AP (VIA YAHOO NEWS): Zeek’s Paul Burks Says Participants At Fault For Losing Money In Alleged $600 Million Ponzi Scheme

The Associated Press is reporting that Zeek Rewards operator Paul R. Burks claims that he is not at fault and that Zeek participants are to blame if they lost money.

From the AP (via Yahoo News/italics added):

“I never told anyone to invest more money than they could afford,” Burks snapped. “I didn’t tell them to do that. Never.”

He said if they lost money, “it’s their fault. Not mine. Don’t blame me.”

Read the full story.

recommendedreading1Zeek rose in part through promotions on well-known Ponzi scheme forums such as TalkGold and MoneyMakerGroup. In August, the SEC alleged that Zeek was a $600 million Ponzi- and pyramid scheme operating from Lexington, N.C.  Court records suggest the SEC’s Zeek probe began at least in April 2012.

Serial hucksters on the Ponzi boards often rationalize Ponzi train wrecks by claiming that no one advised participants to spend more than they could afford to lose.

Convicted Ponzi schemer Dennis Bolze — one of the original so-called “mini-Madoffs” — tried a version of the “don’t invest more than you can afford to lose” rationalization in an unsuccessful bid to reduce his 27-year prison sentence for his brick-and-mortar scheme. A judge applied a sentencing enhancement in the Bolze case because senior citizens were among the victims.

As the PP Blog reported on Jan. 12, 2012 (italics added):

Bolze used a similar argument for a sentencing reduction, asserting that his victims invested only “discretionary money.”

He further argued that age alone was  not sufficient to justify the enhancement “and that the present poor financial condition of his victims is not relevant to whether they were unusually vulnerable at the time they invested their money with him,” according to the 6th Circuit.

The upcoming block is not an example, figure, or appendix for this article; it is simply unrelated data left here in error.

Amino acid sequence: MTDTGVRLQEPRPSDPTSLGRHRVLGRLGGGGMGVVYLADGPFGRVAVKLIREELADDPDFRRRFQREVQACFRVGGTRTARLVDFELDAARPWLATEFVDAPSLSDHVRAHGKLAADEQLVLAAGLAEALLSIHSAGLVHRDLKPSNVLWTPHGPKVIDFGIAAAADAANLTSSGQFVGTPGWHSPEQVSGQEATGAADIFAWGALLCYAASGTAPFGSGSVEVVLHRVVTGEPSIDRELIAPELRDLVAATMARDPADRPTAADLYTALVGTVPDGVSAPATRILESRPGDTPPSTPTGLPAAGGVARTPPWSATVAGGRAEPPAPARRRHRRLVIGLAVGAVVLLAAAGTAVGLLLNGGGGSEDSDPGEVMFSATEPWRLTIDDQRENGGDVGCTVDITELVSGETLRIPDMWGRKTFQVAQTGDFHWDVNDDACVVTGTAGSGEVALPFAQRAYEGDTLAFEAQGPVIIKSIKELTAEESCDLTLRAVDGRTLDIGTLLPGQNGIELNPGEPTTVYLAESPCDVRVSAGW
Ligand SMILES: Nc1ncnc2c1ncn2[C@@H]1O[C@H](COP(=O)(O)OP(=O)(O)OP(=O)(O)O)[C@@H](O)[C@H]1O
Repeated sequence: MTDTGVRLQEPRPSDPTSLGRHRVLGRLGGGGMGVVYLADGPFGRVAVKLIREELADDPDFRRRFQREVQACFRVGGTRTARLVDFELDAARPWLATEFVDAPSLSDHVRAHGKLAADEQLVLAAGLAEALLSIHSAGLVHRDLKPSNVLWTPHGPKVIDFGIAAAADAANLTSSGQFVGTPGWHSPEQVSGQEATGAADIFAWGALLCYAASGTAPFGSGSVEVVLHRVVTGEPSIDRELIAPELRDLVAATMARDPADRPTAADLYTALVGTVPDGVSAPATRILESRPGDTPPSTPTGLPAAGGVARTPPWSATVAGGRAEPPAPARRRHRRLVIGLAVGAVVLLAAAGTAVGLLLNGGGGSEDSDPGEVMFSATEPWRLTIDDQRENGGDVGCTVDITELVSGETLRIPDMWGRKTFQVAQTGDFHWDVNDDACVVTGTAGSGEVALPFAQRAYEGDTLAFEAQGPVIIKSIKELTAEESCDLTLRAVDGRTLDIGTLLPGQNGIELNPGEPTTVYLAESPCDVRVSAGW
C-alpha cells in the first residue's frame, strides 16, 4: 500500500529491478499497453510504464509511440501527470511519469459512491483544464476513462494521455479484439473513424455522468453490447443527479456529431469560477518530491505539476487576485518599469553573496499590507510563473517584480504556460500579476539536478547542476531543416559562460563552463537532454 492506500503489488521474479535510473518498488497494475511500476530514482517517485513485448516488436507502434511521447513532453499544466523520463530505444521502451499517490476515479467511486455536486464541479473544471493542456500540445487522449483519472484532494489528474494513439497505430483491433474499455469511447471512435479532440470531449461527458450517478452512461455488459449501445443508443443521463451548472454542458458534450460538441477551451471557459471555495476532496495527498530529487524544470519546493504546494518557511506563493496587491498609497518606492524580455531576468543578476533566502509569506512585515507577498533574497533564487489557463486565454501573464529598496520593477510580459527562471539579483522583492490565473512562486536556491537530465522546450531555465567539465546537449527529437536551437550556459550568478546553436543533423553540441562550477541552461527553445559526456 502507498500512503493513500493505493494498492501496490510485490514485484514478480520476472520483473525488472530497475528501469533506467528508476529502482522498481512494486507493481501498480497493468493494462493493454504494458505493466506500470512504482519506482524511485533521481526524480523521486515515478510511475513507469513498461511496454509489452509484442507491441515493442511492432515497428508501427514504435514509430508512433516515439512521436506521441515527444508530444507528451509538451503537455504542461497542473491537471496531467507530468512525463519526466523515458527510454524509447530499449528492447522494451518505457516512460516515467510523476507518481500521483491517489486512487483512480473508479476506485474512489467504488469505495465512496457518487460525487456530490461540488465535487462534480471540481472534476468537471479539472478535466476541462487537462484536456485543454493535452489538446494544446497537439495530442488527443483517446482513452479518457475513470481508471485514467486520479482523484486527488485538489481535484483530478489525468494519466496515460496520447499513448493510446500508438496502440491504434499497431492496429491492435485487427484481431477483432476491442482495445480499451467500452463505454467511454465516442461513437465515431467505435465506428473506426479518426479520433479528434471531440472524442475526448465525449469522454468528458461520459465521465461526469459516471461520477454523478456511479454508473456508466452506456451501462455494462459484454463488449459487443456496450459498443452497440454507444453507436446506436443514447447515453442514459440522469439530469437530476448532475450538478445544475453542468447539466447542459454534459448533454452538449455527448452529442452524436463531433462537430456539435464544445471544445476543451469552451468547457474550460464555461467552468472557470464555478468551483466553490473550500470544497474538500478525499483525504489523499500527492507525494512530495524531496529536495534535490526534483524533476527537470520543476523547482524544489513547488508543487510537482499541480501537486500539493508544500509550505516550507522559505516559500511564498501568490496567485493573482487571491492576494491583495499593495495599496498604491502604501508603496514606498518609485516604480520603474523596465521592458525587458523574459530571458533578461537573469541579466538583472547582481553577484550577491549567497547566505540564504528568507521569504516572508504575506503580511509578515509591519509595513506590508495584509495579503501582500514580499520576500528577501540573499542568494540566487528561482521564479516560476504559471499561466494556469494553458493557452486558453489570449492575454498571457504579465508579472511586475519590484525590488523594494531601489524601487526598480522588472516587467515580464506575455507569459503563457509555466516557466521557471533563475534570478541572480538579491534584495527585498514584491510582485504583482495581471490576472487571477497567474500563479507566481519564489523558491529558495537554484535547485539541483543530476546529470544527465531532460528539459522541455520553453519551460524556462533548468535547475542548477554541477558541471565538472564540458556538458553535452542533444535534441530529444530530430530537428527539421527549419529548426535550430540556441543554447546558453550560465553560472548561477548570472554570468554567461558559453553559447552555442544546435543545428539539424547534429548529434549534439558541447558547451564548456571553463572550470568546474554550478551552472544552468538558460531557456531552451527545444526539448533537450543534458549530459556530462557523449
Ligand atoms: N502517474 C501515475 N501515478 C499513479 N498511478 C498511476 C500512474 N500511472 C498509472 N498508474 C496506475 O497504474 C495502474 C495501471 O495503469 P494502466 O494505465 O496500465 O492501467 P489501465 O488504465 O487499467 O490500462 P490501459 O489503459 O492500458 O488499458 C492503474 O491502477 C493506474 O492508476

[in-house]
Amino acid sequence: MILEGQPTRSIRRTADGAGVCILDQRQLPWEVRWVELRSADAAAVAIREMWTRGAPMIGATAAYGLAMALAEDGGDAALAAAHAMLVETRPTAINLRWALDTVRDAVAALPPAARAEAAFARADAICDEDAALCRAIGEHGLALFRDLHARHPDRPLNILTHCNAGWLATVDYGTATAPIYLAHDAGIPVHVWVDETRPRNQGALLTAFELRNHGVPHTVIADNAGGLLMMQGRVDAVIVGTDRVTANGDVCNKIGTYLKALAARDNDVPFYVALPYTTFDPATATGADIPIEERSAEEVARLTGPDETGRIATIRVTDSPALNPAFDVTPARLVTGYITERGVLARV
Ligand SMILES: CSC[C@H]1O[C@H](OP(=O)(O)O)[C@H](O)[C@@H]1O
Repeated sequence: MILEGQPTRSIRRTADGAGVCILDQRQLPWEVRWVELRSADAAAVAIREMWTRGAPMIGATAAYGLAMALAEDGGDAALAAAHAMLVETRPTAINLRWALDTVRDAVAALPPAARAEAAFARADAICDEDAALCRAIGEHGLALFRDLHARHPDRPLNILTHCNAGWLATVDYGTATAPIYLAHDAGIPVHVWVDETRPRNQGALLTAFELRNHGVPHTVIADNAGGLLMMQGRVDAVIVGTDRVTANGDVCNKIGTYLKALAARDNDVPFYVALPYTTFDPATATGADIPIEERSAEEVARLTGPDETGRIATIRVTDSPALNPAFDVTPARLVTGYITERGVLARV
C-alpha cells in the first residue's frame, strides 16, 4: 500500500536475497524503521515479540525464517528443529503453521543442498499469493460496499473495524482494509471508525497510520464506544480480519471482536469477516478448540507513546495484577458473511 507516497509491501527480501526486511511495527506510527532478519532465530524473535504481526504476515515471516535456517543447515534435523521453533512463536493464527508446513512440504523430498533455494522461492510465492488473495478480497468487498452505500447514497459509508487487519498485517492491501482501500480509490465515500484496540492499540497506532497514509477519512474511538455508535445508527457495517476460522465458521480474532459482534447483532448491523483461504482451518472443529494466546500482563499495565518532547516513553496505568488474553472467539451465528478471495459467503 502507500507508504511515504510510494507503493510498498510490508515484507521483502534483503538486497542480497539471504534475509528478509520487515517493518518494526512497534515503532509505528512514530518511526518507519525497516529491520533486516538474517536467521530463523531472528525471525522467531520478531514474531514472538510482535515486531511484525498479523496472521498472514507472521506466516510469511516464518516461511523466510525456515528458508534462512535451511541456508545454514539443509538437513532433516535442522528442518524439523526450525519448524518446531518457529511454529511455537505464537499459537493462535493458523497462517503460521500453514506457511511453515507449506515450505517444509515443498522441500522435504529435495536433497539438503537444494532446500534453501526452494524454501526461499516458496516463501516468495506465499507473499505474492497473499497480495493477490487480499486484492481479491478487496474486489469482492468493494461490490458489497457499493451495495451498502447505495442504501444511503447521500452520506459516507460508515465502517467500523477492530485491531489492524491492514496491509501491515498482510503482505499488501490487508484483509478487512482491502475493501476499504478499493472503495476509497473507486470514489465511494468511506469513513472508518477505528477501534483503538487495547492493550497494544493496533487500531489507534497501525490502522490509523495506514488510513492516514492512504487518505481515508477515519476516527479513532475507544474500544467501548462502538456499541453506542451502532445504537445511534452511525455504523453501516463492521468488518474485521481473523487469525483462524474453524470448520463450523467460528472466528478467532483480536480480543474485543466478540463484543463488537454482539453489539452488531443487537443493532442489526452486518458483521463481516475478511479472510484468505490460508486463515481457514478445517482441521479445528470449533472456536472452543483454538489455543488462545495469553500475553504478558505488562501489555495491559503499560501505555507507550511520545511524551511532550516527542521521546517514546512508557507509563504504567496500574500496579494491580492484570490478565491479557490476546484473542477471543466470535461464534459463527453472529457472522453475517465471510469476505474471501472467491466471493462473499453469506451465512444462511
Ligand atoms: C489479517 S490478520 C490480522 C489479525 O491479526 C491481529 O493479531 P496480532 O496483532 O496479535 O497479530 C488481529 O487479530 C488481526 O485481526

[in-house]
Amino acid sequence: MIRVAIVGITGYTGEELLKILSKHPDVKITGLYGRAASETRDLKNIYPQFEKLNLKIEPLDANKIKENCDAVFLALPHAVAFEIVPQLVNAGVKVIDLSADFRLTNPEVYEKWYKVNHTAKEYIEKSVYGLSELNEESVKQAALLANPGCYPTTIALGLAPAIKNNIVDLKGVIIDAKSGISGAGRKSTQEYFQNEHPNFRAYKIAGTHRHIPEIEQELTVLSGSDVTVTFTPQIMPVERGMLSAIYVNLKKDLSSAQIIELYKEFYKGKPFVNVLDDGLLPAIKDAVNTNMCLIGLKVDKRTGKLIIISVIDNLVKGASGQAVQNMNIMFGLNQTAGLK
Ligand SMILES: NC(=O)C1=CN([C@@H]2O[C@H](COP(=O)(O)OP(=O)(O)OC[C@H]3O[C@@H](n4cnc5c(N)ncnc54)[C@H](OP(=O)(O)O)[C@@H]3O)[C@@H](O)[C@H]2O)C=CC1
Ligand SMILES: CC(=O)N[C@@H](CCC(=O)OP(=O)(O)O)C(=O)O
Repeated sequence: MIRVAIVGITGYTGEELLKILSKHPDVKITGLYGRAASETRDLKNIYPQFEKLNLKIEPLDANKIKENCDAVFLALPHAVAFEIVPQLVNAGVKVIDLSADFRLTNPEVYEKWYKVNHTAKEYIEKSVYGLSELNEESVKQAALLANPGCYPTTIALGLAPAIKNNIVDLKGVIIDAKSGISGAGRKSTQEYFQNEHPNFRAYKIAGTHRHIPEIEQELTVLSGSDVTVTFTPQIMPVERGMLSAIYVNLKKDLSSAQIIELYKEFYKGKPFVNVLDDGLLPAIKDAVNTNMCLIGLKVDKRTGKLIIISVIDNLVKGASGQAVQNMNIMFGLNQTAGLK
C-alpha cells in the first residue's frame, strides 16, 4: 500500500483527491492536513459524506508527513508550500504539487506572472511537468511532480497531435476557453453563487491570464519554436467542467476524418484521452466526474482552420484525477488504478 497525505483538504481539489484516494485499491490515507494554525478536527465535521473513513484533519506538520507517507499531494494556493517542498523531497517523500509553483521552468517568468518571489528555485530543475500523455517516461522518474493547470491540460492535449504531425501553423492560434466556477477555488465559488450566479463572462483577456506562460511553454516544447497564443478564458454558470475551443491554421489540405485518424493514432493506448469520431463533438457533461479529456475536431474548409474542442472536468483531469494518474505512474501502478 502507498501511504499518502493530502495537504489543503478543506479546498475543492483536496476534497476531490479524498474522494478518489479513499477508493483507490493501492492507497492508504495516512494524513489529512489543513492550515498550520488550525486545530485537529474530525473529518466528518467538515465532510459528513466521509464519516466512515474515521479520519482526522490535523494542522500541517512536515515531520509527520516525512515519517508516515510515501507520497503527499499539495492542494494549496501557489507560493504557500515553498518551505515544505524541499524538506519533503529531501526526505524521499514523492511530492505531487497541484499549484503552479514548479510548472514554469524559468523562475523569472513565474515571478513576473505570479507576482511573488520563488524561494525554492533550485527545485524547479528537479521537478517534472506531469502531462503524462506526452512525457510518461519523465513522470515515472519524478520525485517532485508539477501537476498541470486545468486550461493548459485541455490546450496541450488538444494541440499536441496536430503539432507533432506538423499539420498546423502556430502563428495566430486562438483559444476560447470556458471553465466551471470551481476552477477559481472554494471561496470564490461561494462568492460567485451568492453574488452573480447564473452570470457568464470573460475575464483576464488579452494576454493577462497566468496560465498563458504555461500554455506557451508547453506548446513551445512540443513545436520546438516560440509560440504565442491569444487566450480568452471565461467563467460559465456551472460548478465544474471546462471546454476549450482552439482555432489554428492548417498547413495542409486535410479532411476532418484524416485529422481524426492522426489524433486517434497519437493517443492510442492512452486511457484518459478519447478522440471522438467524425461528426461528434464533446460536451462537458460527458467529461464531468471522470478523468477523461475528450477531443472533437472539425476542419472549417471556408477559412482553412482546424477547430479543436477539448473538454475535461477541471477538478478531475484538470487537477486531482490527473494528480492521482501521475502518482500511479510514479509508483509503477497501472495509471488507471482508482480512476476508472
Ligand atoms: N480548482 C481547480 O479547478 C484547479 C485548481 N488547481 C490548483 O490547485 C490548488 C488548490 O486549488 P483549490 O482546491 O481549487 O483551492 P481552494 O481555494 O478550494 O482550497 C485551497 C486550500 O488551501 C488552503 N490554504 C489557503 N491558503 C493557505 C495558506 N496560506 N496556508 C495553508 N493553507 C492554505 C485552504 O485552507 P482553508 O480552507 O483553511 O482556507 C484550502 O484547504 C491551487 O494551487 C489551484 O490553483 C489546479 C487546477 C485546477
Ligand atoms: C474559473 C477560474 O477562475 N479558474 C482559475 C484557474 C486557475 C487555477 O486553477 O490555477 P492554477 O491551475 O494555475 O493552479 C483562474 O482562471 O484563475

Meanwhile, Bolze “denied that he forced anyone to invest” and claimed “that he did not know” certain investors “because his associate dealt with them.”

The panel rejected each of those arguments.

Burks, 66, has not been charged criminally. The SEC sued Burks and Zeek parent Rex Venture Group LLC last year.

Ponzi-board hucksters have promoted numerous Internet-aided scams. AdSurfDaily, a $119 million Ponzi scheme opearting from Florida, had a presence on the boards. So did Legisi, a $72 million Ponzi scheme operating from Michigan. So did Pathway to Prosperity, a $70 million scam alleged to have penetrated 120 countries. So did Imperia Invest IBC, a shadowy entity that stole millions of dollars by targeting people with hearing impairments.

The most recent Ponzi-board scam to make major news is Profitable Sunrise, another shadowy entity purportedly operated by “Roman Novak.” Profitable Sunrise purported to pay interest of 2.7 percent a day through its bizarrely named “Long Haul” plan targeted at Christians. Members were due a purported “Easter gift” on Monday, April Fool’s Day.

The Profitable Sunrise website has been missing for more than two weeks. At least 34 U.S. states or provinces in Canada have issued Investor Alerts or cease-and-desist orders against Profitable Sunrise. The United Kingdom and New Zealand also have issued warnings.

Research shows that Profitable Sunrise had members in common with ASD and Zeek.

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2 Responses to “AP (VIA YAHOO NEWS): Zeek’s Paul Burks Says Participants At Fault For Losing Money In Alleged $600 Million Ponzi Scheme”

  1. From the story on Yahoo/AP

    In a Nov. 23, 2011, complaint filed with the North Carolina Attorney General’s office, Wayne Tidderington of Florida called ZeekRewards an “illegal” Ponzi scheme. He said a relative had invested $8,000 and the company guaranteed a return of 125 percent every 90 days.
    The attorney general’s office can ask a judge to shut down a business because of deceptive trade practices. But it forwarded Tidderington’s complaint to the secretary of state’s office because it looked like it might involve securities. The secretary of state’s office, however, declined to take action because it didn’t believe it had the jurisdiction, spokeswoman Liz Proctor said.
    The complaint died.

    It’s disturbing to think how many punters put money into this obvious ponzi scheme while the evilgovernment couldn’t/wouldn’t act.

    There’s another story on Yahoo/AP – a look at the facts

  2. Thanks for that, Tony.